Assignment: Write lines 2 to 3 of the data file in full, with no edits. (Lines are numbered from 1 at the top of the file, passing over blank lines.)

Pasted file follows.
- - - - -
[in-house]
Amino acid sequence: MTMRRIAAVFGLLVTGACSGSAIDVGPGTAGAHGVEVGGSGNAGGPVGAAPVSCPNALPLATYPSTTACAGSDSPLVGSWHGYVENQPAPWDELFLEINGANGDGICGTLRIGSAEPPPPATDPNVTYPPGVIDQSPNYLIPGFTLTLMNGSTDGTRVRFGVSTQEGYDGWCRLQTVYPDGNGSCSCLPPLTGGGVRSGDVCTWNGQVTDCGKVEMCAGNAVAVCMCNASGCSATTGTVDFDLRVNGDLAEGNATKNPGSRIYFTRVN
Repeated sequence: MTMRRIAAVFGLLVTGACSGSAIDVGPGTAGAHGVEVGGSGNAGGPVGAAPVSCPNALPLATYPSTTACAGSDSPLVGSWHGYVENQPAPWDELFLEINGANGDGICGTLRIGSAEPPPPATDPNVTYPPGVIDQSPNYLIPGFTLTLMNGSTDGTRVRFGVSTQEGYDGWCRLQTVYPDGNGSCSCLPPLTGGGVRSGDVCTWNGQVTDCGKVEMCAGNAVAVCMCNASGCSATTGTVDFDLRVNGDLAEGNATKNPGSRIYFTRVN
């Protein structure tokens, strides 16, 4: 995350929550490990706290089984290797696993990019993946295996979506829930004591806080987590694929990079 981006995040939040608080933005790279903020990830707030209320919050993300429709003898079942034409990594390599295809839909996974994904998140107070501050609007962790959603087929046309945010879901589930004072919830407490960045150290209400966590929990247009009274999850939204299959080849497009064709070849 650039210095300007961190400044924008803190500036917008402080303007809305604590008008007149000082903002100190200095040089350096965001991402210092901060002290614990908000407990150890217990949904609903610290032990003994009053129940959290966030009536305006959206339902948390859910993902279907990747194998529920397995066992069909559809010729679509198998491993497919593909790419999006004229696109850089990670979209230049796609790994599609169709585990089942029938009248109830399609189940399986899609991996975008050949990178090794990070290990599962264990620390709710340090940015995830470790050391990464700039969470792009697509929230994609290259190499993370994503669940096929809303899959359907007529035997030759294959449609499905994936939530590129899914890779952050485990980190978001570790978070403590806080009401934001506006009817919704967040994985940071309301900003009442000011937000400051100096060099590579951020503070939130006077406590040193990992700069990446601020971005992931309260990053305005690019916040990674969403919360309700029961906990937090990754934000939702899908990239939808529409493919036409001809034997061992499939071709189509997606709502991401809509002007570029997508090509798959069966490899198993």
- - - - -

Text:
Amino acid sequence: MTMRRIAAVFGLLVTGACSGSAIDVGPGTAGAHGVEVGGSGNAGGPVGAAPVSCPNALPLATYPSTTACAGSDSPLVGSWHGYVENQPAPWDELFLEINGANGDGICGTLRIGSAEPPPPATDPNVTYPPGVIDQSPNYLIPGFTLTLMNGSTDGTRVRFGVSTQEGYDGWCRLQTVYPDGNGSCSCLPPLTGGGVRSGDVCTWNGQVTDCGKVEMCAGNAVAVCMCNASGCSATTGTVDFDLRVNGDLAEGNATKNPGSRIYFTRVN
Repeated sequence: MTMRRIAAVFGLLVTGACSGSAIDVGPGTAGAHGVEVGGSGNAGGPVGAAPVSCPNALPLATYPSTTACAGSDSPLVGSWHGYVENQPAPWDELFLEINGANGDGICGTLRIGSAEPPPPATDPNVTYPPGVIDQSPNYLIPGFTLTLMNGSTDGTRVRFGVSTQEGYDGWCRLQTVYPDGNGSCSCLPPLTGGGVRSGDVCTWNGQVTDCGKVEMCAGNAVAVCMCNASGCSATTGTVDFDLRVNGDLAEGNATKNPGSRIYFTRVN